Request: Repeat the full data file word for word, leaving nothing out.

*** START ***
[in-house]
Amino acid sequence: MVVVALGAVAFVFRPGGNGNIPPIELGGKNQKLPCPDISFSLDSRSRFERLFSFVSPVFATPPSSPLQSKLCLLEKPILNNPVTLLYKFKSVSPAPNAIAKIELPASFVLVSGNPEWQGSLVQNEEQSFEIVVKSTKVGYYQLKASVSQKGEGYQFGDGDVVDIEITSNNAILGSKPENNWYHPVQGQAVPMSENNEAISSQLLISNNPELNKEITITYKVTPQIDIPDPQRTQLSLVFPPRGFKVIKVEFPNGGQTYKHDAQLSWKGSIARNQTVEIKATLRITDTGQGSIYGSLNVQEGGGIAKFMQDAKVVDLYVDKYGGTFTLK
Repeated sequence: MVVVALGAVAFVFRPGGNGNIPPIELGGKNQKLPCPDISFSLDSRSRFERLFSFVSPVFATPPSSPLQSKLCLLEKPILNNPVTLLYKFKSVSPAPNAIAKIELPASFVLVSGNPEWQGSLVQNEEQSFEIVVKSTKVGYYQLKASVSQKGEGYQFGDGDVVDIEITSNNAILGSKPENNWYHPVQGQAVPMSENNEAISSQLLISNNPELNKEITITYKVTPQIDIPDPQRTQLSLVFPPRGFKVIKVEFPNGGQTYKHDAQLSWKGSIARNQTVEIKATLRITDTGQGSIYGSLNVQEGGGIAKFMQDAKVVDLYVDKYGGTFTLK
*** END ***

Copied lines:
[in-house]
Amino acid sequence: MVVVALGAVAFVFRPGGNGNIPPIELGGKNQKLPCPDISFSLDSRSRFERLFSFVSPVFATPPSSPLQSKLCLLEKPILNNPVTLLYKFKSVSPAPNAIAKIELPASFVLVSGNPEWQGSLVQNEEQSFEIVVKSTKVGYYQLKASVSQKGEGYQFGDGDVVDIEITSNNAILGSKPENNWYHPVQGQAVPMSENNEAISSQLLISNNPELNKEITITYKVTPQIDIPDPQRTQLSLVFPPRGFKVIKVEFPNGGQTYKHDAQLSWKGSIARNQTVEIKATLRITDTGQGSIYGSLNVQEGGGIAKFMQDAKVVDLYVDKYGGTFTLK
Repeated sequence: MVVVALGAVAFVFRPGGNGNIPPIELGGKNQKLPCPDISFSLDSRSRFERLFSFVSPVFATPPSSPLQSKLCLLEKPILNNPVTLLYKFKSVSPAPNAIAKIELPASFVLVSGNPEWQGSLVQNEEQSFEIVVKSTKVGYYQLKASVSQKGEGYQFGDGDVVDIEITSNNAILGSKPENNWYHPVQGQAVPMSENNEAISSQLLISNNPELNKEITITYKVTPQIDIPDPQRTQLSLVFPPRGFKVIKVEFPNGGQTYKHDAQLSWKGSIARNQTVEIKATLRITDTGQGSIYGSLNVQEGGGIAKFMQDAKVVDLYVDKYGGTFTLK